Batmania thrills and chills viewers

July 18, 2008 3:52:38 PM PDT
As Chris Finegan watched Heath Ledger's stunning portrayal of the Joker on Friday in "The Dark Knight," he couldn't help but think of another actor who wasn't on the screen: James Dean, who also died prematurely and tragically, nearly 53 years ago. "Heath Ledger is going to have the same impact on our culture as James Dean did," said Finegan, one of many fans across the country who were both awed and saddened by Ledger's performance.

"He went out with a hell of a bang," said Finegan's son, Alex, 18, who wore a T-shirt emblazoned with Ledger's leering Joker face in cracked white makeup and those red lips frozen in a sickening smile. "He stole the show. It was everything I expected and more."

Manhattan movie theaters are not usually packed at 9 a.m. on weekdays, but there was not a free seat to be seen at the AMC Lincoln Square multiplex on Friday morning, and lines lengthened all day. Many fans were back after trying and failing - like the Finegans - to get into packed midnight performances.

Media By Numbers, a tracking firm, said the Warner Bros. film, directed by Christopher Nolan, set a box office record for a midnight debut, bringing in $18.5 million Friday from midnight screenings in 3,040 theaters - many of them open 24 hours. That bested the 2005 performance of "Star Wars Episode III: The Revenge of the Sith," which took in $16.9 million at its debut. "The Dark Knight" figure didn't include any of its 3 a.m. or 6 a.m. showings.

"When we were leaving at 3 a.m. people were still streaming in," said Susan Pepsin, 31, who saw the film at the Arclight theater in Hollywood.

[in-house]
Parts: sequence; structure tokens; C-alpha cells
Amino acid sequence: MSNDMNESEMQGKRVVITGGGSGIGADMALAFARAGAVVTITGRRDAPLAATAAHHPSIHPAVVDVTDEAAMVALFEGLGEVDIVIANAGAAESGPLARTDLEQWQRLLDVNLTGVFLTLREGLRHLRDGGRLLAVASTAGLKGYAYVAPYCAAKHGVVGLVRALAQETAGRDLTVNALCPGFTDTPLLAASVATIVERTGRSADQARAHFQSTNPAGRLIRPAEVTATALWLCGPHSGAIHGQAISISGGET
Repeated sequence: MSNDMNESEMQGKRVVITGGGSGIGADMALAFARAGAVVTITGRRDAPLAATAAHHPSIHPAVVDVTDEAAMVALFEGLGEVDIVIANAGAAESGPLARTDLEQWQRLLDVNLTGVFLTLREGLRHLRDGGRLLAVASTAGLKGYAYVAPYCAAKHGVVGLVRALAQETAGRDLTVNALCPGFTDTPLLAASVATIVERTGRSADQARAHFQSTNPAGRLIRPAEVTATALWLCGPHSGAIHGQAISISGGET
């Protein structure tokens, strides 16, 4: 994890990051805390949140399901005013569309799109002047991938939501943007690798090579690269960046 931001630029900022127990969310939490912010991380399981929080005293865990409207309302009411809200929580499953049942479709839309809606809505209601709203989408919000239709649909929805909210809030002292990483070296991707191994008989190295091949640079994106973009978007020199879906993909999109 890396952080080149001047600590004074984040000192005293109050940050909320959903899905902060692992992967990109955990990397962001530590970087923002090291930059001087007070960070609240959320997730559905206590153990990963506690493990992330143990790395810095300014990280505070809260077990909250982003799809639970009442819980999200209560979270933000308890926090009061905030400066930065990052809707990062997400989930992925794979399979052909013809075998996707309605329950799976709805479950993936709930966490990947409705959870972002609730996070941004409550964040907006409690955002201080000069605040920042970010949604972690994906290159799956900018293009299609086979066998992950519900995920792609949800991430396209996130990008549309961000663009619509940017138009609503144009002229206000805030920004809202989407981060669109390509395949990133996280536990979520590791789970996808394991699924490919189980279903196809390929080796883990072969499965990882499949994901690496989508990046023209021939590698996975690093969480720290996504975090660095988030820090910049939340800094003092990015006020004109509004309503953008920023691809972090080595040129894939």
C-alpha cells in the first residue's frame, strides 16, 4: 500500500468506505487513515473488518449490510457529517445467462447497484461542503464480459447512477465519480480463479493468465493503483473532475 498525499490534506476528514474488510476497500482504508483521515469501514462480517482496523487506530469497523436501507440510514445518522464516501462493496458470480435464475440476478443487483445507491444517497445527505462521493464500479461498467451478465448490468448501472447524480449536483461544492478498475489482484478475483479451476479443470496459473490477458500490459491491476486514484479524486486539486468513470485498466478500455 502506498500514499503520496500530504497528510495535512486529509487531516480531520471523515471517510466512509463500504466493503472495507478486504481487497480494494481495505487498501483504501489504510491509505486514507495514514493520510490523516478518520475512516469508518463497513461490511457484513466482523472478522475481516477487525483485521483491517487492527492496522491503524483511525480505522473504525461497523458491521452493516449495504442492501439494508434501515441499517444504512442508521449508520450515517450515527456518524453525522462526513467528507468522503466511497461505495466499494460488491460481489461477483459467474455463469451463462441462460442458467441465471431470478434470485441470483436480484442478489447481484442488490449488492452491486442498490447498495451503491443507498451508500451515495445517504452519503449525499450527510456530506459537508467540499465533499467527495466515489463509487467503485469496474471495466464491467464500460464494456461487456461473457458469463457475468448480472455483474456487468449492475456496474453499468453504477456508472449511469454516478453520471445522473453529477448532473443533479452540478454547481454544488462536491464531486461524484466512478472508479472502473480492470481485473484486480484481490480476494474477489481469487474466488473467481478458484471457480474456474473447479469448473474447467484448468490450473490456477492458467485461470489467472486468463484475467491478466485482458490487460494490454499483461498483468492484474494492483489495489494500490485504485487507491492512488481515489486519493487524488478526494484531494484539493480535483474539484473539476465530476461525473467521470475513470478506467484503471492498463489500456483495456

Of course, as the latest installment in the Batman series, "The Dark Knight" likely would have been an event even without the added interest over Ledger, who died at 28 in January of an accidental prescription drug overdose. But Ledger seemed at the top of everyone's mind. During the show, fans applauded many of the actor's particularly demonic moments.

"He was unbelievable," said Michael Loizon, a 23-year-old asset manager in Manhattan. "I had no idea he'd be THAT good." His and his colleague, Michael Holmgren, played hooky from work to see the film. They didn't get in trouble, though - their boss came, too.

"I was the ringleader," confessed John Pileggi, a big comic book and action-film fan. "It was intense, overwhelming," he said of Ledger's performance. "It's sad to say that it was the role of his life, because his life is over. He was so young. I have a son about his age, so I kept thinking about it."

Yet he and many other fans said they hoped the hype over the death wouldn't somehow diminish what they saw as the brilliance of the performance. And they said the portrayal was so absorbing that during the film they forgot about Ledger the man.

"The whole time you know it's Heath Ledger, but at the same time you have to remind yourself that it's him. He is so convincing," said Katie Burns, 23, who went to a midnight screening in Paramus, N.J.

Pepsin said her screening in Hollywood was interrupted by a fire alarm - and even that didn't ruin it. "The character is so crazy, I felt at times, Oh my God, I can't believe I'm watching this," said Pepsin, a financial planner. "These are images that will stay in my mind for a long time."

Online, "The Dark Knight," which also stars Christian Bale as Batman as well as Michael Caine, Aaron Eckhart, Maggie Gyllenhaal, Gary Oldman and Morgan Freeman, was selling an average of about 12 tickets per second on the movie-ticket site

The movie was Fandango's second best-selling movie in pre-sales - "Star Wars Episode III: Revenge of the Sith" was No. 1 - and made up 94 percent of this week's sales.

For Jared Yates, an engineer in St. Louis, Ledger's performance was "perfect," and there was only one moment where he was reminded - and jarringly, too - of the actor's death.

"It was where Joker tells Batman that the two of them 'could do this forever,"' said Yates. Of course, the moviegoer was reminded that that wouldn't be possible.